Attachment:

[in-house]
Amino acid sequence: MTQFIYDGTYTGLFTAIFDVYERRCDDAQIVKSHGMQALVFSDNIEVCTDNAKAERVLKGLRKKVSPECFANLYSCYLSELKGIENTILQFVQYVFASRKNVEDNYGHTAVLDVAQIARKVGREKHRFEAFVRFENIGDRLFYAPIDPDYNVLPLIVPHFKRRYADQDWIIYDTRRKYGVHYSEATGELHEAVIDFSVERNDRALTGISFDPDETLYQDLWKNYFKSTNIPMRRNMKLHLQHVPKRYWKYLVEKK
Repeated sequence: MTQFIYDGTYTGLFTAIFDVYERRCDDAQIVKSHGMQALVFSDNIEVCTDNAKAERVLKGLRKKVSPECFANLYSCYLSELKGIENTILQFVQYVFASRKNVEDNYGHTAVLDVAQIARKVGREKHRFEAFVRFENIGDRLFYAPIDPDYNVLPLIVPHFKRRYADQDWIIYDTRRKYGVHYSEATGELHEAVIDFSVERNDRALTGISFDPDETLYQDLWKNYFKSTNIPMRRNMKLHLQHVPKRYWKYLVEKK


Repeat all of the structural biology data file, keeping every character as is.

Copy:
[in-house]
Amino acid sequence: MTQFIYDGTYTGLFTAIFDVYERRCDDAQIVKSHGMQALVFSDNIEVCTDNAKAERVLKGLRKKVSPECFANLYSCYLSELKGIENTILQFVQYVFASRKNVEDNYGHTAVLDVAQIARKVGREKHRFEAFVRFENIGDRLFYAPIDPDYNVLPLIVPHFKRRYADQDWIIYDTRRKYGVHYSEATGELHEAVIDFSVERNDRALTGISFDPDETLYQDLWKNYFKSTNIPMRRNMKLHLQHVPKRYWKYLVEKK
Repeated sequence: MTQFIYDGTYTGLFTAIFDVYERRCDDAQIVKSHGMQALVFSDNIEVCTDNAKAERVLKGLRKKVSPECFANLYSCYLSELKGIENTILQFVQYVFASRKNVEDNYGHTAVLDVAQIARKVGREKHRFEAFVRFENIGDRLFYAPIDPDYNVLPLIVPHFKRRYADQDWIIYDTRRKYGVHYSEATGELHEAVIDFSVERNDRALTGISFDPDETLYQDLWKNYFKSTNIPMRRNMKLHLQHVPKRYWKYLVEKK